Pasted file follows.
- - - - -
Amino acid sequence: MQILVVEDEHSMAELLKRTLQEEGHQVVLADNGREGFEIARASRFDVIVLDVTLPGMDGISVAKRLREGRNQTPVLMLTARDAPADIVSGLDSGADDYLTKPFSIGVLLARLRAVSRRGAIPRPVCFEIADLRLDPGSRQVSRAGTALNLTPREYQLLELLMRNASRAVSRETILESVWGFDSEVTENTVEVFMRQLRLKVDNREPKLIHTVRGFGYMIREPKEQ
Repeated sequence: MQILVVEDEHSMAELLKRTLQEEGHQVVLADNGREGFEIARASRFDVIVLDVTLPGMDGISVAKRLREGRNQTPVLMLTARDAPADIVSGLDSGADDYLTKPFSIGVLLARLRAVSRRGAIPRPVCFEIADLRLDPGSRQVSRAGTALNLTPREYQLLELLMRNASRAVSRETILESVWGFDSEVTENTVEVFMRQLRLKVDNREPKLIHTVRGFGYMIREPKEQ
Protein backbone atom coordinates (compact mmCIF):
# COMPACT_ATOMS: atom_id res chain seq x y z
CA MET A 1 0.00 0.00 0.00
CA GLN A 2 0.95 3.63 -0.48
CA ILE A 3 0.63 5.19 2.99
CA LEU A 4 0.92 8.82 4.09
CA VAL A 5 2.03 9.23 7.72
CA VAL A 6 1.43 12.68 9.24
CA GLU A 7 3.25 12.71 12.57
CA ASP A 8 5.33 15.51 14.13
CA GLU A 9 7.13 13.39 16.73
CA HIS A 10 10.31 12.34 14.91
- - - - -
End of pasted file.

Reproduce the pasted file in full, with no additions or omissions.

Amino acid sequence: MQILVVEDEHSMAELLKRTLQEEGHQVVLADNGREGFEIARASRFDVIVLDVTLPGMDGISVAKRLREGRNQTPVLMLTARDAPADIVSGLDSGADDYLTKPFSIGVLLARLRAVSRRGAIPRPVCFEIADLRLDPGSRQVSRAGTALNLTPREYQLLELLMRNASRAVSRETILESVWGFDSEVTENTVEVFMRQLRLKVDNREPKLIHTVRGFGYMIREPKEQ
Repeated sequence: MQILVVEDEHSMAELLKRTLQEEGHQVVLADNGREGFEIARASRFDVIVLDVTLPGMDGISVAKRLREGRNQTPVLMLTARDAPADIVSGLDSGADDYLTKPFSIGVLLARLRAVSRRGAIPRPVCFEIADLRLDPGSRQVSRAGTALNLTPREYQLLELLMRNASRAVSRETILESVWGFDSEVTENTVEVFMRQLRLKVDNREPKLIHTVRGFGYMIREPKEQ
Protein backbone atom coordinates (compact mmCIF):
# COMPACT_ATOMS: atom_id res chain seq x y z
CA MET A 1 0.00 0.00 0.00
CA GLN A 2 0.95 3.63 -0.48
CA ILE A 3 0.63 5.19 2.99
CA LEU A 4 0.92 8.82 4.09
CA VAL A 5 2.03 9.23 7.72
CA VAL A 6 1.43 12.68 9.24
CA GLU A 7 3.25 12.71 12.57
CA ASP A 8 5.33 15.51 14.13
CA GLU A 9 7.13 13.39 16.73
CA HIS A 10 10.31 12.34 14.91